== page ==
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Managing Your Information Security Risks

Along with personal computers, tablets and smartphones have become an indispensable tool in many people’s work and personal lives. But with the convenience and efficiency computers add to everyday tasks comes risk. Simply put, your device’s connection to outside networks creates an opportunity for criminals to access your sensitive data. For this reason, Park Bank encourages vigilance in protecting your private information.

The Department of Homeland Security is leading the way with the STOP. THINK. CONNECT. global online safety awareness campaign to help digital citizens stay safer and more secure online. Park Bank supports and encourages this campaign - that all Internet users be more vigilant about practicing safe, online habits; ensure that Internet safety is perceived as a shared responsibility at home, in the workplace, and throughout our communities; and transform the way the public and private sectors and the U.S. federal government collaborate to make cybersecurity a reality.

For more information about the STOP. THINK. CONNECT. campaign, and for tips and advice related to online safety habits, visit

Awareness of the multiple forms security threats take is the first step in building your defenses. Most people understand the potential damage caused by computer viruses – malicious programs buried within other applications that are able to replicate themselves and spread through networks. But there are many more types of “malware” available to fraudsters intent upon mischief, or worse, theft.


More than any other kind of malware, viruses are one of the biggest threats computer users are facing today. Viruses are malicious programs buried within an existing program that have the ability to replicate themselves and spread from computer to computer. Viruses can generate everything from relatively harmless prank messages to commands that destroy valuable programs and data. A virus may activate immediately or lay dormant for over a year before attacking its host system. Simply opening an innocent looking email attachment may be enough bring your computer to a halt.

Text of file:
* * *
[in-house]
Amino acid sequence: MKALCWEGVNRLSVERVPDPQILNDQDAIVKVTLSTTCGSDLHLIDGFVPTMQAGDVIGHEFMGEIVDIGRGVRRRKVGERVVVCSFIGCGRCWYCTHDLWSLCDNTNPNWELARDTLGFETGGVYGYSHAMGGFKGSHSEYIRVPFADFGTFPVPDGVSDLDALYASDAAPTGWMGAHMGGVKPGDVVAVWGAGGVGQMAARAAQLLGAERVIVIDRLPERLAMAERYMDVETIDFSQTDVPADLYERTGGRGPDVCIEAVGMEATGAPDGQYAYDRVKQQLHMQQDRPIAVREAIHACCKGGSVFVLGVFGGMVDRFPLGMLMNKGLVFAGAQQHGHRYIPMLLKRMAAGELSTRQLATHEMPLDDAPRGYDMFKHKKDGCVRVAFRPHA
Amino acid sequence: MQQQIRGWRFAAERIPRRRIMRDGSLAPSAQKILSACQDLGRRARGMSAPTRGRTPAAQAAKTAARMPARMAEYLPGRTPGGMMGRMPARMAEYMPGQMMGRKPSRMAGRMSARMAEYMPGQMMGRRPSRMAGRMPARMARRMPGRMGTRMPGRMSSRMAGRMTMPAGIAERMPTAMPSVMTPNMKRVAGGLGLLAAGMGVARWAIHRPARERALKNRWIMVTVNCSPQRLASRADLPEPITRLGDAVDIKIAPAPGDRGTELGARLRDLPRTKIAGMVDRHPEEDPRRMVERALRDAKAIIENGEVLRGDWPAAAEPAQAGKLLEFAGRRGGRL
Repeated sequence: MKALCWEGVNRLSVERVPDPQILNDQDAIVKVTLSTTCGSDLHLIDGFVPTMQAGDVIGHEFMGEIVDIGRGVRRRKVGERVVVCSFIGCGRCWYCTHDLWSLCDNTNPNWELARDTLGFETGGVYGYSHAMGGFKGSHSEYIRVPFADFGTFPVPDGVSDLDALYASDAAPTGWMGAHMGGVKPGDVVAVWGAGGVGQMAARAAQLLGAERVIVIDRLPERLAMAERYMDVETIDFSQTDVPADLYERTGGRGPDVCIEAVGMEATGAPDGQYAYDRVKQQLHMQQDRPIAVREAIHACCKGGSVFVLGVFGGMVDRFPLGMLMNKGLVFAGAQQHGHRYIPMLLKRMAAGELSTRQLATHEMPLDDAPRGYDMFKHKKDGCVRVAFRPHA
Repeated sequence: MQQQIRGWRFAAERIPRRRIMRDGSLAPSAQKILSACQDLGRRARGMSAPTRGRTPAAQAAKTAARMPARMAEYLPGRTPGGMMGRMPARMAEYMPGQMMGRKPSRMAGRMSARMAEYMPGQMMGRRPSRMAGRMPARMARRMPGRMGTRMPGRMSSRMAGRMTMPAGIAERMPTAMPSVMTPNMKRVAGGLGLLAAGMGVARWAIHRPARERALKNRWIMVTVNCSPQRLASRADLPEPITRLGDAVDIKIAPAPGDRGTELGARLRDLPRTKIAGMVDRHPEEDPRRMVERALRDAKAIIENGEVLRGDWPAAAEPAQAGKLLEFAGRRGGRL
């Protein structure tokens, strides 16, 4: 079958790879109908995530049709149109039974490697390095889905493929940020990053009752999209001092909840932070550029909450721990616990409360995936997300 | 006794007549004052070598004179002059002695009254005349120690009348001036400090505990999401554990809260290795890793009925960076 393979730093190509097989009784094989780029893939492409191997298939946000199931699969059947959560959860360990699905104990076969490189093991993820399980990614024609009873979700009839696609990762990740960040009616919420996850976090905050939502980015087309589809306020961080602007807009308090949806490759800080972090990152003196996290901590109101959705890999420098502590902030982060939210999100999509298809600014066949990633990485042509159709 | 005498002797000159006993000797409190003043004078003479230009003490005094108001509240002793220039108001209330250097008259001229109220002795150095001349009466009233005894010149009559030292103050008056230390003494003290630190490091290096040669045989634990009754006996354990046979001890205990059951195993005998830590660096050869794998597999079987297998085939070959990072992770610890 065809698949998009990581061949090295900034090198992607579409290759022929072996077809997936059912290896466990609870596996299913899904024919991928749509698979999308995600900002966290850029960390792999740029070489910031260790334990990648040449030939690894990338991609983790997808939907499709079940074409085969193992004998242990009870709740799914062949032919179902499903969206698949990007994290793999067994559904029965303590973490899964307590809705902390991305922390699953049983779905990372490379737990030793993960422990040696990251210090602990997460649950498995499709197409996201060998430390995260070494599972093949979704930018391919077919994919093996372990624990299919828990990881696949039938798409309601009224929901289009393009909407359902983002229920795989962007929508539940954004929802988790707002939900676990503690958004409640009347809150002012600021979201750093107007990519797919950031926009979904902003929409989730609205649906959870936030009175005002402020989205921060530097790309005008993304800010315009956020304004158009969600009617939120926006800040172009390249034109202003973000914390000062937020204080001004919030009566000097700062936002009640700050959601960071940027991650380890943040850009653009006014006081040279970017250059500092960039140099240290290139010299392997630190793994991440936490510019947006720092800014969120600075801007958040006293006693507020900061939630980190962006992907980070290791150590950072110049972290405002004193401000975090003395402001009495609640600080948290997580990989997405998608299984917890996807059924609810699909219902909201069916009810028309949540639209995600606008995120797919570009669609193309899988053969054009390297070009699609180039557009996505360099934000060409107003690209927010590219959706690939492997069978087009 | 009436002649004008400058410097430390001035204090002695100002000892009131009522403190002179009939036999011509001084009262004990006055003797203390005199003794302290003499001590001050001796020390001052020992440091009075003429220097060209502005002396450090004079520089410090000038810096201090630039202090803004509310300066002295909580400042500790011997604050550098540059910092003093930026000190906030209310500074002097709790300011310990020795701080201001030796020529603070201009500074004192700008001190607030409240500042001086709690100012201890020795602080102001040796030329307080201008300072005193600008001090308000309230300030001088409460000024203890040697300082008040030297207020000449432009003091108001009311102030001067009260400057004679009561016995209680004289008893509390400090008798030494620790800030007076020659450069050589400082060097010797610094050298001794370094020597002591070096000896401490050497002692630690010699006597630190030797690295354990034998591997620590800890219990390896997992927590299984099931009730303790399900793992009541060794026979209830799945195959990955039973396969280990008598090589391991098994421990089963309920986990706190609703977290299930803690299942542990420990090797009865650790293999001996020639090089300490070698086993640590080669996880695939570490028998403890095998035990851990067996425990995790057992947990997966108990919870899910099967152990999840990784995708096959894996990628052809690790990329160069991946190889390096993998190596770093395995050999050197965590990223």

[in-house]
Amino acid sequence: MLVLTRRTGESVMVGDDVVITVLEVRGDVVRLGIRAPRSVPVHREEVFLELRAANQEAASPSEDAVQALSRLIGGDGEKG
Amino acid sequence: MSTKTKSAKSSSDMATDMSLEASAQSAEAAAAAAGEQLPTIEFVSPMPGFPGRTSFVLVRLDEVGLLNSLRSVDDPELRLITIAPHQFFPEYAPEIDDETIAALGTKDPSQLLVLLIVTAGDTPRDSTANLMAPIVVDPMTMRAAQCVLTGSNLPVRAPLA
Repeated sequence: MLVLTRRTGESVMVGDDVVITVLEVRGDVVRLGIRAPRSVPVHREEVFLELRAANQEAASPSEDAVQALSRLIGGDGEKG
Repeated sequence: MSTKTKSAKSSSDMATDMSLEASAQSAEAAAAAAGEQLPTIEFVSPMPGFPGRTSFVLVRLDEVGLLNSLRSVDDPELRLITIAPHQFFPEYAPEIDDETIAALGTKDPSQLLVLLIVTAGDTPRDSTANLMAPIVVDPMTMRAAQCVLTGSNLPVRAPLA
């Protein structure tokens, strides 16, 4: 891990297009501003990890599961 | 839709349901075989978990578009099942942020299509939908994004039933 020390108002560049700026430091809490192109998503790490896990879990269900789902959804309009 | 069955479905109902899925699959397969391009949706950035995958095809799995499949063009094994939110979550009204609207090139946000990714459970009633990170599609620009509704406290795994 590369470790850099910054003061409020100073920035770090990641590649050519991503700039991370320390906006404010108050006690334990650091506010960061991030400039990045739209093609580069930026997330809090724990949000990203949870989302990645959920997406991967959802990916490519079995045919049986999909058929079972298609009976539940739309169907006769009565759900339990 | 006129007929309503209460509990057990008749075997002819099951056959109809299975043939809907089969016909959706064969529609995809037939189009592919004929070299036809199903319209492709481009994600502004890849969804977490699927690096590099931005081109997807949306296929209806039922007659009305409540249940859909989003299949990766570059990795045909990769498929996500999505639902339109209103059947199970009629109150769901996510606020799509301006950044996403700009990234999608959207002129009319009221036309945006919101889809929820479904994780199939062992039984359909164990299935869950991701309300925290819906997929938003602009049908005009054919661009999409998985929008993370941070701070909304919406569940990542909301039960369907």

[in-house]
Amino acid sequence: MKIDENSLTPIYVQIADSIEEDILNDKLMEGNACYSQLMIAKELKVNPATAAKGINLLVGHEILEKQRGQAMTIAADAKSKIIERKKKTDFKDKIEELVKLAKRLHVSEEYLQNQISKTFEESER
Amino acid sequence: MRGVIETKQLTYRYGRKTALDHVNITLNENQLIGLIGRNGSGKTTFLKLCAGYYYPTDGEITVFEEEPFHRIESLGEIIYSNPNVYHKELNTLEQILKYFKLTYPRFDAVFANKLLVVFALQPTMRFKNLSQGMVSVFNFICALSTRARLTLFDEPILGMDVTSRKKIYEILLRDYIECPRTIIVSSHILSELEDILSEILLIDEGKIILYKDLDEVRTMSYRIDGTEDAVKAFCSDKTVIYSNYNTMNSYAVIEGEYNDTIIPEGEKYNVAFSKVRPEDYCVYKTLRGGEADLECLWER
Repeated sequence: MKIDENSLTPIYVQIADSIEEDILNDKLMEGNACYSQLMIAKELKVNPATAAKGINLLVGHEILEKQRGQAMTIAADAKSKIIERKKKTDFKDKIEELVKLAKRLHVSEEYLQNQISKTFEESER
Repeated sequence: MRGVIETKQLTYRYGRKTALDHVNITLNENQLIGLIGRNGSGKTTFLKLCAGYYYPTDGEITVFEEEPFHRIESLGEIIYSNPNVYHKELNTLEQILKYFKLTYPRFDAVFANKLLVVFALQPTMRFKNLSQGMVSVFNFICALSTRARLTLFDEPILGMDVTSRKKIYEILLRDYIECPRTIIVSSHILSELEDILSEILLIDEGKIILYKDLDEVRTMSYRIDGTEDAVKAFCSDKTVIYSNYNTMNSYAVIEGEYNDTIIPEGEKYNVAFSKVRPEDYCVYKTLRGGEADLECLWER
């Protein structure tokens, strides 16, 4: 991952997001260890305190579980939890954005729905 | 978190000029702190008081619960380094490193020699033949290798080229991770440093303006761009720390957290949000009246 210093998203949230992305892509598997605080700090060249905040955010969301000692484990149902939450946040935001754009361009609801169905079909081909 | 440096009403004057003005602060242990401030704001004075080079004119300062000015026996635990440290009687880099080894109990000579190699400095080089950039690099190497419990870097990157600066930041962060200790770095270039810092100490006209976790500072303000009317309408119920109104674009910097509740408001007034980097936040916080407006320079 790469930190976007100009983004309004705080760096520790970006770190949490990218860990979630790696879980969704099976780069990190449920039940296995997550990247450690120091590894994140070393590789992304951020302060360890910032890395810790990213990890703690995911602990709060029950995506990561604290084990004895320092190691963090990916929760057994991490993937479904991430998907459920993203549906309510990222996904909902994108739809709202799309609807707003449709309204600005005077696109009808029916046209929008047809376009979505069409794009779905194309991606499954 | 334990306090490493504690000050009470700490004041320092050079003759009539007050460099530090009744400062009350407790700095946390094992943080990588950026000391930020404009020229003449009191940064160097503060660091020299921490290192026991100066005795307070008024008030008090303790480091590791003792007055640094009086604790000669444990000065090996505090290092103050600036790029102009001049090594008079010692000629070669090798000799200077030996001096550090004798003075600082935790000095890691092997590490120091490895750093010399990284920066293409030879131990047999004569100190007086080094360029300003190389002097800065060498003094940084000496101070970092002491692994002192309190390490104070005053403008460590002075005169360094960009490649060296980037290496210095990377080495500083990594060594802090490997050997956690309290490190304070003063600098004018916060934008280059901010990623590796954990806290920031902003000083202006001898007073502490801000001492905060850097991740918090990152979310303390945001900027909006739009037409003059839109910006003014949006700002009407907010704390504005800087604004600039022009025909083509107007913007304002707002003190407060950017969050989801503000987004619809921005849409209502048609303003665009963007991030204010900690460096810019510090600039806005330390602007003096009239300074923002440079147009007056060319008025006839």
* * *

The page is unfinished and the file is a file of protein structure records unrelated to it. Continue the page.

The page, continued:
Backdoors or Trapdoors

A hidden bypass to a program's security area, a backdoor or trapdoor may be created by a programmer to expedite troubleshooting or for some other innocent purpose. But once discovered, the technique may be used by an attacker to damage, destroy or steal data. A program with a known backdoor or trapdoor may itself be considered malware.


Spam is unsolicited email received, usually from people you don’t know, that may contain advertisements, get rich quick schemes, offensive material, etc. Besides being a nuisance, unwanted email can be used by attackers as a tool for leading unsuspecting recipients to web sites where viruses, worms, spyware and other types of malware can be installed on their systems. Never respond to spam emails! If you do, you are confirming that your email address is “live” and could be subject to more unsolicited emails. The best way to deal with spam email is to ignore and delete it.


Spyware is software that is unknowingly installed on a computer to collect information about a user's web-surfing habits. Some spyware is relatively harmless, designed to generate data about shopping, viewing or other habits without revealing the identities of individual users. Malicious spyware, however, may be used to capture web browsers in order to change their home pages, receive waves of pop-up ads or ignore user navigation commands.


Botnets are a large number of “zombie” computers that are infected by a virus or malware and commanded by an attacker. Botnets can be used to launch spam email campaigns, viruses or DDoS (distributed denial of service) attacks on web sites for either amusement or extortion purposes. A zombie computer is a compromised computer connected with the Internet that is used under remote direction. Typically, the owners of these zombie computers are not aware that their system is being used for this type of activity.


This is a hidden program that captures and records every computer key stoke entered by a user. Once the keystrokes are logged, they are tucked away in the computer for retrieval at a later date, or sometimes the information is transported directly to the intruder. This is highly useful to an intruder because it will help them find passwords and other useful information that will enable them to attack and compromise a system.